Duplication 2p16 is associated with perisylvian polymicrogyria

Dina Amrom, Annapurna Poduri, Jennifer S. Goldman, Bernard Dan, Nicolas Deconinck, Bruno Pichon, Javad Nadaf, Frederick Andermann, Eva Andermann, Christopher A. Walsh, William B. Dobyns

Research output: Contribution to journalArticlepeer-review

Abstract

Polymicrogyria (PMG) is a heterogeneous brain malformation that may result from prenatal vascular disruption or infection, or from numerous genetic causes that still remain difficult to identify. We identified three unrelated patients with polymicrogyria and duplications of chromosome 2p, defined the smallest region of overlap, and performed gene pathway analysis using Cytoscape. The smallest region of overlap in all three children involved 2p16.1-p16.3. All three children have bilateral perisylvian polymicrogyria (BPP), intrauterine and postnatal growth deficiency, similar dysmorphic features, and poor feeding. Two of the three children had documented intellectual disability. Gene pathway analysis suggested a number of developmentally relevant genes and gene clusters that were over-represented in the critical region. We narrowed a rare locus for polymicrogyria to a region of 2p16.1-p16.3 that contains 33–34 genes, 23 of which are expressed in cerebral cortex during human fetal development. Using pathway analysis, we showed that several of the duplicated genes contribute to neurodevelopmental pathways including morphogen, cytokine, hormonal and growth factor signaling, regulation of cell cycle progression, cell morphogenesis, axonal guidance, and neuronal migration. These findings strengthen the evidence for a novel locus associated with polymicrogyria on 2p16.1-p16.3, and comprise the first step in defining the underlying genetic etiology.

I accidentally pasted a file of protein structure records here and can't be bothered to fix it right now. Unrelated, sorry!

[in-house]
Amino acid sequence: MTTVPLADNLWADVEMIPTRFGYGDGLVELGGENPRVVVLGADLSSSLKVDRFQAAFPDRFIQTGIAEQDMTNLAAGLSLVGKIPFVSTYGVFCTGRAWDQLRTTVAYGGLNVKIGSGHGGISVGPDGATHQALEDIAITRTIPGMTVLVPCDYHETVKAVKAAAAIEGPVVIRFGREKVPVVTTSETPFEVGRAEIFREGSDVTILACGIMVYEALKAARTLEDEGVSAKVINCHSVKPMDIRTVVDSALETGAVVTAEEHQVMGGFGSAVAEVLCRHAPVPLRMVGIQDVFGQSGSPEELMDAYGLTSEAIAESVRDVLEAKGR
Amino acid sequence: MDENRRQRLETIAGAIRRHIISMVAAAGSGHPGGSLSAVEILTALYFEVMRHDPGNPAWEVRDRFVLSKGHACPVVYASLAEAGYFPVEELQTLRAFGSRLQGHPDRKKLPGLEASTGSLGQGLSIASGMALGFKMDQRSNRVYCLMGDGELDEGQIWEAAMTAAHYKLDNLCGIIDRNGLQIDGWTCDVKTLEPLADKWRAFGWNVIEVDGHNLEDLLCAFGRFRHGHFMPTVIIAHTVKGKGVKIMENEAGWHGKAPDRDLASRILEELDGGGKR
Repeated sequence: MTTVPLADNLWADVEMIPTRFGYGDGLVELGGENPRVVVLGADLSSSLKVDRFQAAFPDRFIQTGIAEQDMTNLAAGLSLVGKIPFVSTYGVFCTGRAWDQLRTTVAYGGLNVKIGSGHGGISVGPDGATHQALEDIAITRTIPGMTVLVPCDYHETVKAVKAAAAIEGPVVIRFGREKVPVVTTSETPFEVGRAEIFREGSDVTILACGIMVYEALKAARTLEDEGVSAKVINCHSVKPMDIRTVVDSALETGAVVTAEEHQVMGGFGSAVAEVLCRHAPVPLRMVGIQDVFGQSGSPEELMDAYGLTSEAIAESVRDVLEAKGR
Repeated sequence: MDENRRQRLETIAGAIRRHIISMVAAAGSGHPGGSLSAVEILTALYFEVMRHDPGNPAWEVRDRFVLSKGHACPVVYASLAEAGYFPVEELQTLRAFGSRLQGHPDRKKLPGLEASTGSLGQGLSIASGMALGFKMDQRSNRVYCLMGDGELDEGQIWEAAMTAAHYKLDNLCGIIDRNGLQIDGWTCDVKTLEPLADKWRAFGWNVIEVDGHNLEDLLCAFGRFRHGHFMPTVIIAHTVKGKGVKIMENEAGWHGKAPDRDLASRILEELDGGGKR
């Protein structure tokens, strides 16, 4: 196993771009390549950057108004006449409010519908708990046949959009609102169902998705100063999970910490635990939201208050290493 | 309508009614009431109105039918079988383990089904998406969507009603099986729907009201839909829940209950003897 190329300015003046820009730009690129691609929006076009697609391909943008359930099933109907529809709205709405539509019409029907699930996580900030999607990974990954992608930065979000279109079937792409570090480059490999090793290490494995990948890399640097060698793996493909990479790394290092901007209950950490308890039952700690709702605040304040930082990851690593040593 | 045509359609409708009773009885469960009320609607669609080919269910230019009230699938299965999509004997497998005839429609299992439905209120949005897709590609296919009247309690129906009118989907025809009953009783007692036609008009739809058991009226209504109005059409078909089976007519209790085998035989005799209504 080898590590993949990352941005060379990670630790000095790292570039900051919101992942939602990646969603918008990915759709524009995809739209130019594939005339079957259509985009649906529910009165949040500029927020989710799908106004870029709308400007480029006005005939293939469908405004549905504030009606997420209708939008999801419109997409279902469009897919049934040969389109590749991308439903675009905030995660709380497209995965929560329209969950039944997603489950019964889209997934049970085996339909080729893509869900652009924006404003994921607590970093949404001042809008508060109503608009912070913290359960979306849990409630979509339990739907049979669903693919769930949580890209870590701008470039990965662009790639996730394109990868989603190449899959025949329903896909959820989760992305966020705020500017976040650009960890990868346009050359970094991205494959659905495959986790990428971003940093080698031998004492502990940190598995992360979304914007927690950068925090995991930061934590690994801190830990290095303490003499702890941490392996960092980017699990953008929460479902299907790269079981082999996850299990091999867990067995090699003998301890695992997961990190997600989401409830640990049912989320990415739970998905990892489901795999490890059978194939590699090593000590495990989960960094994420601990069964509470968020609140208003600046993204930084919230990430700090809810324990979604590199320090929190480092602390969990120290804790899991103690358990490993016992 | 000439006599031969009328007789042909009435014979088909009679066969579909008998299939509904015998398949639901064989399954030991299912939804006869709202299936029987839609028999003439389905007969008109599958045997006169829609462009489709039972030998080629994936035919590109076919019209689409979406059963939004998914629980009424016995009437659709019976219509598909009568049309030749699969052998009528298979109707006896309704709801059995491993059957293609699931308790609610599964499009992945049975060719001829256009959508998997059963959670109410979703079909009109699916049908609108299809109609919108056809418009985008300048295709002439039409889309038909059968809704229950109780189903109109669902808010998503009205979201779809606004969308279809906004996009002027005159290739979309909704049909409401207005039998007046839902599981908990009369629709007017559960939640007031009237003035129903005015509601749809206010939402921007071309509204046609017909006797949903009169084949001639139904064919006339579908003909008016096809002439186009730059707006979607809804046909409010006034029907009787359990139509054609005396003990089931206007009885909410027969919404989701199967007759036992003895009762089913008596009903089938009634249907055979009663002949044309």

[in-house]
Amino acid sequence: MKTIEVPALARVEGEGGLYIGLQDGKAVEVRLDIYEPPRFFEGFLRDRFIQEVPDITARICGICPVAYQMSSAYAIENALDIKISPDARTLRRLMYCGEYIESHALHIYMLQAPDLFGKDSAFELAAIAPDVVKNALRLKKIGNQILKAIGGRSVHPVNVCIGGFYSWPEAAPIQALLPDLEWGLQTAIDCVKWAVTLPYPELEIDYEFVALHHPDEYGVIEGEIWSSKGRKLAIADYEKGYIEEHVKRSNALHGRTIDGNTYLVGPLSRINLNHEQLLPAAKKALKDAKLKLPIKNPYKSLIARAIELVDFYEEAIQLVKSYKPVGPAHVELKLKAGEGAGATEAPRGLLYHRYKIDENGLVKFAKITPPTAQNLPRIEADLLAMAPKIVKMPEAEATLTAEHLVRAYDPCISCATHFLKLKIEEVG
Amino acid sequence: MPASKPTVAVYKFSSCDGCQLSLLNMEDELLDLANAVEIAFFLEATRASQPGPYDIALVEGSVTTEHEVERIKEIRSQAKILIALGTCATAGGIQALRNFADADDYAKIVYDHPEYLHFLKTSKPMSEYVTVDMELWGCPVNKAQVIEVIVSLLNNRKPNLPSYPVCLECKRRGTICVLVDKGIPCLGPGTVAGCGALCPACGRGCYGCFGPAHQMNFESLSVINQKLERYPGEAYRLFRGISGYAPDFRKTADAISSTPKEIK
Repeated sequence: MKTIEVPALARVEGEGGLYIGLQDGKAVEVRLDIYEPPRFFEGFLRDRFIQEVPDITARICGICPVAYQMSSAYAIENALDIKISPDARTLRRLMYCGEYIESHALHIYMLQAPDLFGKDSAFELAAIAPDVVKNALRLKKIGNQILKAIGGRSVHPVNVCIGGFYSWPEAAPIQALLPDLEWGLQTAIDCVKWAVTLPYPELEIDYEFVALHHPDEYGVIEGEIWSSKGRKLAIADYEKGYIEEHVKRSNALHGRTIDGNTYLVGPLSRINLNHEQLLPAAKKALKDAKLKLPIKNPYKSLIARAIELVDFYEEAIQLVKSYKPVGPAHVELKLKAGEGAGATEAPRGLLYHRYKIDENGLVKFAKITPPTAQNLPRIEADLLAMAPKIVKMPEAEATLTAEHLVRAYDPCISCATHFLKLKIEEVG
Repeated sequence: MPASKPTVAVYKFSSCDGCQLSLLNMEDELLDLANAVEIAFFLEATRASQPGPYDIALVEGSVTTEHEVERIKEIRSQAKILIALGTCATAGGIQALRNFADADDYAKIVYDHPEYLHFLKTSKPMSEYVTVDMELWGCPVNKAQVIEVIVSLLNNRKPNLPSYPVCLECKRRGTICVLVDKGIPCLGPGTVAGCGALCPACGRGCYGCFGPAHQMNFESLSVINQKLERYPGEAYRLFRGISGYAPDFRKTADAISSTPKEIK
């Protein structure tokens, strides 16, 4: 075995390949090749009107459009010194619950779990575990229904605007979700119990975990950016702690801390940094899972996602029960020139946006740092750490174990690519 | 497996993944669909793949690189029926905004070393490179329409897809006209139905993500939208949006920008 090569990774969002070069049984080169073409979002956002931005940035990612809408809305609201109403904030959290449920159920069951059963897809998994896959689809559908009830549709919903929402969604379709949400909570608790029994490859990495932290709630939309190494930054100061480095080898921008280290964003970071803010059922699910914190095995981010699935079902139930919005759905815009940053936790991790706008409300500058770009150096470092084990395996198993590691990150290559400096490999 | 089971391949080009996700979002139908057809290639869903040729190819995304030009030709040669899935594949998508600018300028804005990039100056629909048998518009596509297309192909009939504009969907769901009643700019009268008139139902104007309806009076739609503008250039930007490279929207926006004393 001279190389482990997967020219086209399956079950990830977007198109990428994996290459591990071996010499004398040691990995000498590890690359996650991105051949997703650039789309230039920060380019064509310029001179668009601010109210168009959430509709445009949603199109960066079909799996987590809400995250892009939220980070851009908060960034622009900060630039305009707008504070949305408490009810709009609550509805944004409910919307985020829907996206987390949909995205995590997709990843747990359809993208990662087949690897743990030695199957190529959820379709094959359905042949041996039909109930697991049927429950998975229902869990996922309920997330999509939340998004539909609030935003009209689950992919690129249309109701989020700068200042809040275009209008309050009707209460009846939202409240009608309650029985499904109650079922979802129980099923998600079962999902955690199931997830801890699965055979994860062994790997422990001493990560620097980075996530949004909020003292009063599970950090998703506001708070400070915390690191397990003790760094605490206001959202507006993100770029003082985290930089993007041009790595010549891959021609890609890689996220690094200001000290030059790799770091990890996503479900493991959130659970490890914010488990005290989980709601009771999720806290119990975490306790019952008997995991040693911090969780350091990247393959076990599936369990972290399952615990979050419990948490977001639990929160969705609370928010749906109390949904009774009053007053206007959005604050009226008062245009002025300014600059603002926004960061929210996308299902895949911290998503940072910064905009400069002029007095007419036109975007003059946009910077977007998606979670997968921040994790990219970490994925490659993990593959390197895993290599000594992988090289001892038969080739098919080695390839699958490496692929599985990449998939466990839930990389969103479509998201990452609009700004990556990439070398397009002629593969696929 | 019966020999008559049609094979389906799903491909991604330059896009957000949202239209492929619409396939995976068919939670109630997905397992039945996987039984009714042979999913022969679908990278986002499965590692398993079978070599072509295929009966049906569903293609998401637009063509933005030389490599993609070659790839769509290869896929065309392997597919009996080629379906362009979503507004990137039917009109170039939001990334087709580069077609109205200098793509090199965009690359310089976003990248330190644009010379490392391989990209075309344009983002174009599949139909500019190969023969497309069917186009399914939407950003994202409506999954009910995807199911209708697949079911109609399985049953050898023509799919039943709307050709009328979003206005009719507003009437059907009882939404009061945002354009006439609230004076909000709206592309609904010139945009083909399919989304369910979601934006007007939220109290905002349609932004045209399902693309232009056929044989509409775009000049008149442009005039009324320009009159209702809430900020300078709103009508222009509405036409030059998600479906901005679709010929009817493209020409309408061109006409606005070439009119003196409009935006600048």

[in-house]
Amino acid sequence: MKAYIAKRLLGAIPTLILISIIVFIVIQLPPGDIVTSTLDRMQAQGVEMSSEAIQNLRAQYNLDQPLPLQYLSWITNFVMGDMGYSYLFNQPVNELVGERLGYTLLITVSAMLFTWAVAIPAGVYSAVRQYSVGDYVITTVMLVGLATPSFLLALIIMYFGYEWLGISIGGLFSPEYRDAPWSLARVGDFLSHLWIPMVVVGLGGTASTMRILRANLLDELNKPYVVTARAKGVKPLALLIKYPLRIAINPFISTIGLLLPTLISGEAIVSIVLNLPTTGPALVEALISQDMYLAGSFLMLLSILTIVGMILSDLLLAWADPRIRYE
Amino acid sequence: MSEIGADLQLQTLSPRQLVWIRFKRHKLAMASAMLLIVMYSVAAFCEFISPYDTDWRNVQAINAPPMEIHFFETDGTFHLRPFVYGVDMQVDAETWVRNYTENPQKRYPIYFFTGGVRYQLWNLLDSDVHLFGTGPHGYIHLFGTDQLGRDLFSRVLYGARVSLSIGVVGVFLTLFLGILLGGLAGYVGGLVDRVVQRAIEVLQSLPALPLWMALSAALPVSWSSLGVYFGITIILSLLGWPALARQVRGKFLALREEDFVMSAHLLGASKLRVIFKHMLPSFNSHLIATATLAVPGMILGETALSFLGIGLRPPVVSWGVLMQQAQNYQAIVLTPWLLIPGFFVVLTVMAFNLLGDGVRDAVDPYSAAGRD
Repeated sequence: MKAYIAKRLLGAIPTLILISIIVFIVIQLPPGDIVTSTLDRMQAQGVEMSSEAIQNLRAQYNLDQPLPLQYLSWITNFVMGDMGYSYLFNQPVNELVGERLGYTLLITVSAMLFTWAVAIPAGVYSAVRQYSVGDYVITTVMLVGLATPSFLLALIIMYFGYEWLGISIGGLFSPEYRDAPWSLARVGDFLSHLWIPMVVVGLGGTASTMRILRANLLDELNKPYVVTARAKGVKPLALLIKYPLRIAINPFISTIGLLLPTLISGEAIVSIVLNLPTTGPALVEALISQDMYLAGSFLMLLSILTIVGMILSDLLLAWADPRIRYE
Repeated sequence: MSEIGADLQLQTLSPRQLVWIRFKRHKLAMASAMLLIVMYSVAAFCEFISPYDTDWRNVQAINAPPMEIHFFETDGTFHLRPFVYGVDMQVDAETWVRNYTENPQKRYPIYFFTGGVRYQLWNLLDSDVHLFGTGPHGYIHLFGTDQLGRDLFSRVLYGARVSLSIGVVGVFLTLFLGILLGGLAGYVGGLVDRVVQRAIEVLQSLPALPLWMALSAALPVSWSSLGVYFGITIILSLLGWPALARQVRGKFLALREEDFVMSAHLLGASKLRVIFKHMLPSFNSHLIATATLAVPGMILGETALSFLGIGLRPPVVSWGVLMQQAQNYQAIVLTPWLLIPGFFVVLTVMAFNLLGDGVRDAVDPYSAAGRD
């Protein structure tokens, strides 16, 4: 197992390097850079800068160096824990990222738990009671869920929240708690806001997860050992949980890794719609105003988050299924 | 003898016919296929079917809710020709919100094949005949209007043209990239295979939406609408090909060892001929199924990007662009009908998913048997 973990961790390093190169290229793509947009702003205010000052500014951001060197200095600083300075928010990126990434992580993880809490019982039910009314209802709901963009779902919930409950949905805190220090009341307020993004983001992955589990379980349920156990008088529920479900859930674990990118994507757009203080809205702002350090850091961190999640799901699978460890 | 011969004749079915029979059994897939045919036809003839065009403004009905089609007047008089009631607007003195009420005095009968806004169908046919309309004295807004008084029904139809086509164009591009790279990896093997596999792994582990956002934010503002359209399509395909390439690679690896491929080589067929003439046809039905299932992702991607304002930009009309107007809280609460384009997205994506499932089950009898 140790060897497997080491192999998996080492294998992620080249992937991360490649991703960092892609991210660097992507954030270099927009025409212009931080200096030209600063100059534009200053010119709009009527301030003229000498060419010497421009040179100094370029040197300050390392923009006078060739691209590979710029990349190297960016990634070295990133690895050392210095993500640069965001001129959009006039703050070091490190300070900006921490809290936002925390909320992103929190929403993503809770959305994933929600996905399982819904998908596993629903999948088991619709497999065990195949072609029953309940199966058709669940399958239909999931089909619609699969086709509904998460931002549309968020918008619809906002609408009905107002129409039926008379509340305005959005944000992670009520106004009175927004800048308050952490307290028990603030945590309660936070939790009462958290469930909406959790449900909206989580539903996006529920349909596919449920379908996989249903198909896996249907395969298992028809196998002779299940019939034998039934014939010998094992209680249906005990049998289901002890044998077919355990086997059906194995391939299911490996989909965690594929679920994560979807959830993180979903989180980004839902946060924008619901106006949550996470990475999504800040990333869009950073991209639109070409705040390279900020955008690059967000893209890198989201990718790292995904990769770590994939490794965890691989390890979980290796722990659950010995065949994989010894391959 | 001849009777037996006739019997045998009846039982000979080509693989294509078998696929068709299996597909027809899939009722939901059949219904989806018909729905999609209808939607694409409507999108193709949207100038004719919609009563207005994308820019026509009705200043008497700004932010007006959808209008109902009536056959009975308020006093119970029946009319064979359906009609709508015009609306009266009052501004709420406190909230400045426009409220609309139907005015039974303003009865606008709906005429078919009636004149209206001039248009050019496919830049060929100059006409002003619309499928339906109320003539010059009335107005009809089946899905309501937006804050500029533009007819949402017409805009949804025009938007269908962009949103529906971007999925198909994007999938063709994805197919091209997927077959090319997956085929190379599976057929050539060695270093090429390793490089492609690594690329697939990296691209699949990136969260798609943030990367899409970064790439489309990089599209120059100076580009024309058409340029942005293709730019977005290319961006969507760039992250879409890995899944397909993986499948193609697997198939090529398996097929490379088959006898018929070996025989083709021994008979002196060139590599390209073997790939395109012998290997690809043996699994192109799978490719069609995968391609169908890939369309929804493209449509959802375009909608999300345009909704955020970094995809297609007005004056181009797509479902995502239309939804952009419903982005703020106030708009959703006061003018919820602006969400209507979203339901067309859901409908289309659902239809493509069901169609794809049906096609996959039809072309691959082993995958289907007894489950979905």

Original languageEnglish (US)
Pages (from-to)2343-2356
Number of pages14
JournalAmerican Journal of Medical Genetics, Part A
Volume179
Issue number12
DOIs
StatePublished - Dec 1 2019
Externally publishedYes

Bibliographical note

Funding Information:
We wish to thank the families of these children for sharing their medical information with us. We are grateful to Dr. Anne De Leener, Laboratory of Cytogenetics at H?pital Erasme, Universit? Libre de Bruxelles, for the karyotype and FISH analysis in the family of Patient PS-10203. We are grateful to Dr. C. Heinrich and Dr. J. Harvengt, Department of Endocrinology, H?pital Universitaire des Enfants Reine Fabiola, Universit? Libre de Bruxelles, for the endocrinological data regarding patient PS-10203.

Publisher Copyright:
© 2019 Wiley Periodicals, Inc.

Keywords

  • chromosome 2
  • duplication 2p16.1-p16.3
  • growth retardation
  • intellectual disability
  • polymicrogyria

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